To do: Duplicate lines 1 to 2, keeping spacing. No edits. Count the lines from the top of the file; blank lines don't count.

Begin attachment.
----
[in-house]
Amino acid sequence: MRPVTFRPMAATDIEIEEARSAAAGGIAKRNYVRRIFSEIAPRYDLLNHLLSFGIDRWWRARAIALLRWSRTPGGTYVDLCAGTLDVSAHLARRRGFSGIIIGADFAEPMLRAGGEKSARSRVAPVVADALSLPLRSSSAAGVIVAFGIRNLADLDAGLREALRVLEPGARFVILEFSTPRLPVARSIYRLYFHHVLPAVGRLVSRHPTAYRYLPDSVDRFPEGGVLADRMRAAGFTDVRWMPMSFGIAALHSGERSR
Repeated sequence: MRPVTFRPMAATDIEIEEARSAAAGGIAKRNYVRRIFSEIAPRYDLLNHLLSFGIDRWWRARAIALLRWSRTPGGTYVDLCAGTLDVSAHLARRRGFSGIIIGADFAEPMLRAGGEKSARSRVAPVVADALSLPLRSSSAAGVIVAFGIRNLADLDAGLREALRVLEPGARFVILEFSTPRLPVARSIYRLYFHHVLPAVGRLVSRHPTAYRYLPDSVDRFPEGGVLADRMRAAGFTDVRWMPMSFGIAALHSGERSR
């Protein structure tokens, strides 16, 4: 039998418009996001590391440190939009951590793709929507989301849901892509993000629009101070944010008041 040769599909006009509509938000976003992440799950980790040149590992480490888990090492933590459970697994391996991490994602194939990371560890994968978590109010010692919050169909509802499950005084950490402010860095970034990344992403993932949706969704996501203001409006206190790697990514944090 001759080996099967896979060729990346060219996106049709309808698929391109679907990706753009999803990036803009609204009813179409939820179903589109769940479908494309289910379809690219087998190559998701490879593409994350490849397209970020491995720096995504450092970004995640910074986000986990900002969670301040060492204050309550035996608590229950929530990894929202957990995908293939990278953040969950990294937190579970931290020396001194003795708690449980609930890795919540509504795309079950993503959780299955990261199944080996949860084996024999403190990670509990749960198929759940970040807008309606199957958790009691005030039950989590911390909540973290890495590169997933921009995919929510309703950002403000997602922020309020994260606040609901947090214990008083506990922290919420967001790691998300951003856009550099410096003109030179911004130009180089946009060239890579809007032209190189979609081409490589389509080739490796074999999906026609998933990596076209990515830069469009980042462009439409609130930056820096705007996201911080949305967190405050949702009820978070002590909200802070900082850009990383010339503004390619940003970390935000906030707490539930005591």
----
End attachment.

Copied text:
[in-house]
Amino acid sequence: MRPVTFRPMAATDIEIEEARSAAAGGIAKRNYVRRIFSEIAPRYDLLNHLLSFGIDRWWRARAIALLRWSRTPGGTYVDLCAGTLDVSAHLARRRGFSGIIIGADFAEPMLRAGGEKSARSRVAPVVADALSLPLRSSSAAGVIVAFGIRNLADLDAGLREALRVLEPGARFVILEFSTPRLPVARSIYRLYFHHVLPAVGRLVSRHPTAYRYLPDSVDRFPEGGVLADRMRAAGFTDVRWMPMSFGIAALHSGERSR